Sociotropy, autonomy, and self-criticism are three distinguishable dimensions of cognitive-personality vulnerability

Golan Shahar, Nirit Soffer, Eva Gilboa-Shechtman

Research output: Contribution to journalArticlepeer-review

13 Scopus citations


Whereas both Blatt (1974) and Beck (1983) postulated the existence of two basic cognitive-personality vulnerabilities to depression - sociotropic/ anaclitic and autonomous/introjective - recent research and theorizing suggest that self-criticism is a third dimension of vulnerability. To examine the supposition that sociotropy, autonomy, and self-criticism constitute three distinct dimensions of vulnerability, we administered the Personal Style Inventory (PSI; Robins et al., 1994), six items from the Depressive Experiences Questionnaire (DEQ; Blatt, D'Afflitti, & Quinlan, 1976) and the Brief Symptoms Inventory (BSI; Derogatis & Melisaratos, 1983) to 203 Israeli young adults. Confirmatory factor analysis (CFA) provided support for the hypothesized three-factor solution. Regression analyses indicated that each of these dimensions was associated with psychopathology. Findings encourage further integrative work in the field of personality vulnerability.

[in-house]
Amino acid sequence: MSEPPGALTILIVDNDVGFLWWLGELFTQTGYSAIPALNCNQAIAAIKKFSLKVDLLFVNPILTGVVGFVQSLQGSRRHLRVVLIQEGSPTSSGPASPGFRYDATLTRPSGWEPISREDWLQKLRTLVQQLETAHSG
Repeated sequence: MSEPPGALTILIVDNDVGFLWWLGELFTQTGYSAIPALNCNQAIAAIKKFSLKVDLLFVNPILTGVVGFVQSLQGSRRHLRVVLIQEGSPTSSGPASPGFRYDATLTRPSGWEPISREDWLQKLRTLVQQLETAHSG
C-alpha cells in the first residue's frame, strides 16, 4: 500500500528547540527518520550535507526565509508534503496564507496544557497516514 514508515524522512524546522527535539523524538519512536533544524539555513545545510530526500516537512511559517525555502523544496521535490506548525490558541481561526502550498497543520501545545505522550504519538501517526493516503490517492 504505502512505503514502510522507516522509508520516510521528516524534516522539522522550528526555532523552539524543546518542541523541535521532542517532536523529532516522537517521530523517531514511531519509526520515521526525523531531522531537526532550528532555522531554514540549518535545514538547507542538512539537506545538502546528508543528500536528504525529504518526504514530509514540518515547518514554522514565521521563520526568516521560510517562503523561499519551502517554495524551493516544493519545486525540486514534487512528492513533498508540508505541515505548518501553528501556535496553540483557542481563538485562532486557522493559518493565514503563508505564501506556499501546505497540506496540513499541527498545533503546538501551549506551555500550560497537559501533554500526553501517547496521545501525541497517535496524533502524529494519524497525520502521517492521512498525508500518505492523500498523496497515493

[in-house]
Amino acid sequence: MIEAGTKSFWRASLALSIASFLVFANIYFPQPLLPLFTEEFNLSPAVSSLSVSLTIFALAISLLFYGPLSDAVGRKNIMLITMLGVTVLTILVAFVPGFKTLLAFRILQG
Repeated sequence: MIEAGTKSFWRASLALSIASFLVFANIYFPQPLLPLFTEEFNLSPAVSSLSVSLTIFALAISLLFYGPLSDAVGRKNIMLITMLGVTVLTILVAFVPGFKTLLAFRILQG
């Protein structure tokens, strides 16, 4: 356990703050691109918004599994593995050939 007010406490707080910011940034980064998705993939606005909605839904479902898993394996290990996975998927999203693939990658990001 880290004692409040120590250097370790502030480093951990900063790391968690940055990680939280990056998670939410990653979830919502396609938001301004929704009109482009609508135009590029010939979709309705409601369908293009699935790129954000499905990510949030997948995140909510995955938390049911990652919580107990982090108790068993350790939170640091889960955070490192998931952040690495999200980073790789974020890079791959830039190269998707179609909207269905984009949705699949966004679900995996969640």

Original languageEnglish
Pages (from-to)219-227
Number of pages9
JournalJournal of Cognitive Psychotherapy
Issue number3
StatePublished - 1 Jan 2008


  • Autonomy
  • Personality vulnerability
  • Self-criticism
  • Sociotropy

ASJC Scopus subject areas

  • Experimental and Cognitive Psychology
  • Clinical Psychology
  • Psychiatry and Mental health


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